General Comments To Those on the Left Who Condemn Governor Palin and Others:
I'm very disturbed by the condescending arrogance of the Left, that demands that any African-American or woman must dance to the so-called “Progressive” tune or be demeaned and disparaged. God forbid that men and women dare to think for themselves, instead of succumbing to the pressure of the mob. God forbid that a Supreme Court Justice dares to base his decisions on the language of the Constitution and the intent of those who drafted and ratified it (and its amendments). For example.
The racism and sexism inherent in this condescending attitude is so transparent. Why can we not respect every man and every woman as an independent thinking human being, capable of forming is or her own sincere opinions, instead of demanding that they be mere marionettes of identity politics.
I’m not saying that you must agree with the views of Justice Thomas or Governor Palin, but for God’s sake, if you do disagree, do it in terms of a discussion of the substantive issues. You may just be surprised to learn that there are reasonable arguments supporting some of their positions.
I just listened to Governor Palin’s remarks from yesterday. From what I’ve read and heard, Sarah Palin is no Dan Qualye. Of course this is how the partisan Democratic polticos will strive to paint her.
Only with time will we know whether she was the best V.P. pick for John McCain. However, one thing is now certain. The election of 2008 will be groundbreaking. It will result in the election of either the first African-American President of the United States, or the first woman as Vice-President of the United States. That says a great deal about where we’ve come, and what our country is truly all about. I feel very good about this.
Who is Sarah Palin?
By STEVE QUINN
Friday, Aug. 29 2008
JUNEAU, Alaska -- In just two short years, Sarah Palin moved from suburban
hockey mom and small-town mayor to vice presidential contender.
The 44-year-old Republican, Alaska's first female governor, arrived at the
Capitol in 2006 on an ethics reform platform after defeating two former
governors in the primary and general elections. On Friday she was ready to leap
to the national stage as GOP presidential candidate John McCain's surprise
choice for running mate, according to two senior campaign officials who spoke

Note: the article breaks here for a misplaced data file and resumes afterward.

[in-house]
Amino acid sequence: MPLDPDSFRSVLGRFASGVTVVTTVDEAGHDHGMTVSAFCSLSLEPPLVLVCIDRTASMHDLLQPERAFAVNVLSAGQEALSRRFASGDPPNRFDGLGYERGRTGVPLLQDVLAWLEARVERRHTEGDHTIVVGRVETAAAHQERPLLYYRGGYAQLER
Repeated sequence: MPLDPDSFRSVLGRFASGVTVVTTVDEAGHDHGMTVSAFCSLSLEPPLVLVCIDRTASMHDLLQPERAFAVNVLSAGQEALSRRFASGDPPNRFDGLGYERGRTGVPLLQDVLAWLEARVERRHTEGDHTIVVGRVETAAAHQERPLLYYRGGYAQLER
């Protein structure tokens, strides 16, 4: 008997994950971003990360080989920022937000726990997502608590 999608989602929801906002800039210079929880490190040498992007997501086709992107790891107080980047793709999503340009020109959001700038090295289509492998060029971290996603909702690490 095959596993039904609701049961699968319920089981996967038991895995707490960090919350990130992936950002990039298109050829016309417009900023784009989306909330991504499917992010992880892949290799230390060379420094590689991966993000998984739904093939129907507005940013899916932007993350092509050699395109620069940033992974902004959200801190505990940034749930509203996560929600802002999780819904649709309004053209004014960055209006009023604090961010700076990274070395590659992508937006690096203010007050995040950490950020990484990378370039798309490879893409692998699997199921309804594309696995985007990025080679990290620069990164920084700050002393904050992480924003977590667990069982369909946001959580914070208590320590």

on condition of anonymity because the announcement was pending.
She already has a national reputation for bucking her party's establishment and
Alaska's powerful oil industry back home.
With ethics the centerpiece of her campaign, Palin defeated incumbent Gov.
Frank Murkowski, who served 22 years in the U.S. Senate before winning the
governor's seat in 2002.
Her task didn't seem any easier in the general election, but she handily beat
Tony Knowles, a popular Democrat who already served two terms as governor.
During her first year in office, Palin distanced herself from the powerful old
guard of the state Republican Party, even calling on Sen. Ted Stevens to
explain to Alaskans why federal authorities were investigating him.
Since then, their relationship has warmed, and they have appeared together at
several events. Stevens even said lawmakers should follow Palin's lead in her
efforts to get a natural gas pipeline built.
Stevens is scheduled to go on trial Sept. 22 in Washington, D.C., on charges he
failed to disclose more than $250,000 in home renovations and gifts from
executives at oil services contractor VECO Corp. He won the GOP primary on
Tuesday with more than 60 percent of the vote. He's pleaded not guilty.
Palin also asked Alaska's congressional delegation to be more selective in
seeking earmarks after what came to be known as the "Bridge to Nowhere" turned
into a national embarrassment and a symbol of piggish pork-barrel spending.
She also successfully took on the oil industry, leading to a tax increase on
oil company profits that now has the state's treasury swelling.
Typically seen walking the Capitol halls in black or red power suits while
reading text messages on Blackberry screens in each hand, Palin made a recent
appearance in Vogue, the fashion magazine.
And she oversees a state that's hardly shy about admiring her swept-back hair
and celebrated smile. Bumper stickers and blogs have proclaimed Alaska and
Palin: "Coldest State, Hottest Governor."
Palin describes herself as a "hockey mom" and an occasional commercial
fisherwoman. She lives in Wasilla, a town of 6,500 about 30 miles north of
Anchorage, with her husband, Todd, a blue-collar North Slope oil worker who
competes in the Iron Dog, a 1,900-mile snowmobile race. He is part Yup'ik
Her previous political experience consisted of terms as Wasilla's mayor and
councilwoman and a stint as head of the Alaska Oil and Gas Conservation
Palin's troubles with the GOP began when Murkowski named her chairwoman of the
Alaska Oil and Gas Conservation Commission. There, Palin exposed current Alaska
Republican Party Chairman Randy Ruedrich, who was also an AOGCC commissioner,
for ethical violations.
In 2005, Palin co-filed an ethics complaint against Murkowski's longtime aide
and then attorney general, Gregg Renkes, for having a financial interest in a
company that stood to gain from an international trade deal he was helping
The Palins have five children: Track, 19; Bristol 17; Willow 14; Piper, 7, and
Trig, who was born in April with Down syndrome.
Track enlisted in the Army in 2007 on the sixth anniversary of the Sept. 11
terrorist attacks, and has been assigned to Fort Wainwright in Fairbanks.
Palin was born Feb. 11, 1964, in Idaho, but her parents moved to Alaska shortly
after her birth to teach. She received a bachelor of science degree in
communications-journalism from the University of Idaho in 1987.